1) Please give us your background and tell us what you do for a living.
I help businesses of all sizes improve their web sites so they can
acquire relevant traffic from search engines and related sources, like
blogs, social media, local search, and so forth. My official title is
SEO Manager for Marchex, and I work with external clients through our
TrafficLeader subsidiary in Eugene. Prior to this, I was a web
developer and SEO consultant for a small company in Tri-Cities,
Washington, going back to about 1997. And prior to that, in what seems
like another lifetime, I was a TV and radio sportscaster. But my TV
career was poorly optimized, so here I am.
Normally, I would follow-up with questions topically related to Matt’s presentation. However, Matt’s been doing some pretty intersting things lately unrelated to Small Business SEM, so I broke with tradition…
2) Can you talk about how you were able to link-up John Wooden’s Success Pyramid and SEO (which lead to IMO your best post ever).
Thanks for saying that. I think you’re right. 🙂
I’ve been a John Wooden fan for about 20 years now. Great basketball
coach and, more importantly, a great man. His “Pyramid of Success” had
a big impact on me in college and I still enjoy it today. I plan on
framing a copy and putting it on my son’s wall one of these days.
The SEO connection came in one of those rare moments of clarity when I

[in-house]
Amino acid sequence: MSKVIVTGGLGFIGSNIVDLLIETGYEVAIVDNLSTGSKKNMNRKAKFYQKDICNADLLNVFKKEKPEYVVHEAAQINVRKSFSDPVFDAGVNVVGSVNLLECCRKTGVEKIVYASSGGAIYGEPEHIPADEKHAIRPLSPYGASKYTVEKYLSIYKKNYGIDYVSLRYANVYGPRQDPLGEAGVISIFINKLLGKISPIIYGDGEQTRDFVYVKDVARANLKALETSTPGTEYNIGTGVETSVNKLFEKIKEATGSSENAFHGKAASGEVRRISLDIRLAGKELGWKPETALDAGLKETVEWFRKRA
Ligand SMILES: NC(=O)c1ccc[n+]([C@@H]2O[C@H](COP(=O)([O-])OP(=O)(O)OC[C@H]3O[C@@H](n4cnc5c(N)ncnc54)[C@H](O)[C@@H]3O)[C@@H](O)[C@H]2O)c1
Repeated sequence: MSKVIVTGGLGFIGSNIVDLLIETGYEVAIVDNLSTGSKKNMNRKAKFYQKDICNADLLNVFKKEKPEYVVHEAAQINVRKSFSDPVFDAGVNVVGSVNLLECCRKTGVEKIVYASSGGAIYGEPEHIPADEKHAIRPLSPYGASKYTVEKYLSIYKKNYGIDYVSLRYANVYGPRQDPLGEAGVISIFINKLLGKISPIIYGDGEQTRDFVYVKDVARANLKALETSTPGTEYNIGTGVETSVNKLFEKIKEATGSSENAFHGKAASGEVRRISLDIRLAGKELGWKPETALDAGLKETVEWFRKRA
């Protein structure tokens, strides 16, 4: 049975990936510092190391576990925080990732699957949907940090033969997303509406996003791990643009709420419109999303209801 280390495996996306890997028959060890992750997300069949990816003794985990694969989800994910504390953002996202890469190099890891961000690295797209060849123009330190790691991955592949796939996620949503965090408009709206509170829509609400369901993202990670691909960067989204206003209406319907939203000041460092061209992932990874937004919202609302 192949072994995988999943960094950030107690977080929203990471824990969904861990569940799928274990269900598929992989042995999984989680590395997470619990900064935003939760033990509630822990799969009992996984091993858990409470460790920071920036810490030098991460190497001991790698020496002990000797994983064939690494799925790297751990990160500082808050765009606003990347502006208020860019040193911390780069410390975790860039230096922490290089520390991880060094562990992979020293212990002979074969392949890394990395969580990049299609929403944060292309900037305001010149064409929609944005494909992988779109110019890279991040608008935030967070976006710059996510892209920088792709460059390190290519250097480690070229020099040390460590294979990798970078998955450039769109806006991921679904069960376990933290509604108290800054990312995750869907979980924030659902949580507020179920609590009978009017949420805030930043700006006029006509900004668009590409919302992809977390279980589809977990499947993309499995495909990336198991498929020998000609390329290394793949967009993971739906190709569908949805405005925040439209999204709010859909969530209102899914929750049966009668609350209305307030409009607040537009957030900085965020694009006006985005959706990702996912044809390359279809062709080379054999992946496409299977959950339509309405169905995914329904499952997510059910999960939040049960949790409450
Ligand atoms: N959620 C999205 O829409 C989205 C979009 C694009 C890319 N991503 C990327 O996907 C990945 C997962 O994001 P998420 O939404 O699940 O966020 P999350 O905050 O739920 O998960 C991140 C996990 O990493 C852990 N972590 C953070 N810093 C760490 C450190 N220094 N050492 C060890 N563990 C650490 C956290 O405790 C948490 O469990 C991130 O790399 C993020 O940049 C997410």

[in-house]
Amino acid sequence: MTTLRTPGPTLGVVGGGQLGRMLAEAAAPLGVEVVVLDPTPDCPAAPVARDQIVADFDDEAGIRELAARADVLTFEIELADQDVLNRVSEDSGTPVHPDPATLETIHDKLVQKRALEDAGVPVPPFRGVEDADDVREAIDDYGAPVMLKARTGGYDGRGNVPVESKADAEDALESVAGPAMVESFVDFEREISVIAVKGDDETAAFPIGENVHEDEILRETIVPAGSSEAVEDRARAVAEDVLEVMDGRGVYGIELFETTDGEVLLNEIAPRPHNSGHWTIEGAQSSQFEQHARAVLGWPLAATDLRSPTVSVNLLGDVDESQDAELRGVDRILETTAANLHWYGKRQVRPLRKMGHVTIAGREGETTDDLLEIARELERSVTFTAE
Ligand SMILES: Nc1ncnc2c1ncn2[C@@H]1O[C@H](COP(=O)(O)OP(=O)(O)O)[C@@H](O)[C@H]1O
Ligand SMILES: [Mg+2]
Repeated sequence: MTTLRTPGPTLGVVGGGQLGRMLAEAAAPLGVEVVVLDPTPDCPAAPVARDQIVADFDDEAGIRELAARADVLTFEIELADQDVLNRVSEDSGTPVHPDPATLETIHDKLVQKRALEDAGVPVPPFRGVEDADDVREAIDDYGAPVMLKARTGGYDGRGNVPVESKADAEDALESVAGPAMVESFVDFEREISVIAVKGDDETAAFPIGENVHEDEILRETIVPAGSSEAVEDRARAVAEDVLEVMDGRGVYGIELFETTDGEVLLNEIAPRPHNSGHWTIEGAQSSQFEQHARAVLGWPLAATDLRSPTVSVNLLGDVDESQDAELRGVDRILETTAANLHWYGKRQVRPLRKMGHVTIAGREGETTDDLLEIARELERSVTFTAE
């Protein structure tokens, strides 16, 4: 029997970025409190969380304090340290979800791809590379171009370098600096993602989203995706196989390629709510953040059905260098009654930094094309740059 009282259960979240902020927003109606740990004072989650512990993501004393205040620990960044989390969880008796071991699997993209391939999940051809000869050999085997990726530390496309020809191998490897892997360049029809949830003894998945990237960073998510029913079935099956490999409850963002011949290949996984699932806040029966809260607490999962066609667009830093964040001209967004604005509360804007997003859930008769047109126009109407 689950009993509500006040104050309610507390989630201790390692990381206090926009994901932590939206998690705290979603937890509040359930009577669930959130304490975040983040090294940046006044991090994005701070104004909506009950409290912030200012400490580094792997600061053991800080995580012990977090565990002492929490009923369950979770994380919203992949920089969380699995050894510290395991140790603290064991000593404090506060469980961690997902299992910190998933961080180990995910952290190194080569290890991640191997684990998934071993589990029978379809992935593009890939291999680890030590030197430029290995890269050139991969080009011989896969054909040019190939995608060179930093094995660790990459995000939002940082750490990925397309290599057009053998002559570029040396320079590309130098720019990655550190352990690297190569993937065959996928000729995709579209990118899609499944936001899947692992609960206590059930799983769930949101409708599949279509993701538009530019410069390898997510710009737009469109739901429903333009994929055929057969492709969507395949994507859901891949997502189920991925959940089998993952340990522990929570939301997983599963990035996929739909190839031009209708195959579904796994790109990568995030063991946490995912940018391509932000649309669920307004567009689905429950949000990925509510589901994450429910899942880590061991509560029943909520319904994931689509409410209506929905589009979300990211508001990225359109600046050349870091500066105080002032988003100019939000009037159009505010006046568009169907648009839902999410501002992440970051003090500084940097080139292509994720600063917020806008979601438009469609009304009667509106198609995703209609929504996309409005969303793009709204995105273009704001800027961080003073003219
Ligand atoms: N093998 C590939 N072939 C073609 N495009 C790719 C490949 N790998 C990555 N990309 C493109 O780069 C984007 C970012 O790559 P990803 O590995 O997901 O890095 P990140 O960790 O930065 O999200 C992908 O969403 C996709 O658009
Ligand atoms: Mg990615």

was frustrated by seeing so many people pigeonhole SEO as nothing more
than fixing title tags and improving some on-page copy. SEO success
involves so much more than that! Well, lightning struck and I had the
idea to try to explain SEO success in pyramid format, where you can
show specifically what the foundational elements are, and how each
strategy/tactic builds on the others. SEO isn’t necessarily a
step-by-step process, but you do need to have a lot of elements
working together to get it right. The response has been really great,
so I think the explanation worked.
3) Do you think some of the personality-driven debate that has taken
place over your SEMMY awards took the focus away from SEM
scholarship that you were trying to acknowledge?
No, not at all. I think, in this case, that all publicity really is
good publicity. And I don’t mean that selfishly — I mean that for the
idea of the awards. If people are upset about not being
included, that tells me 1) they think it’s a good idea, and 2) they’re
passionate about such recognition. If anything, I think the debate
added to the idea of honoring the SEM scholarship in our industry, and
how best to do that.
The worst thing would’ve been complete apathy, in which case I
would’ve chalked it up as a nice attempt but nothing that needs to be
done again. As it turns out, the response has been great — from
judges to nominees and to those I overlooked. Now the challenge is how
to cast a wider net to recognize our peers who are creating great
content right now in 2008.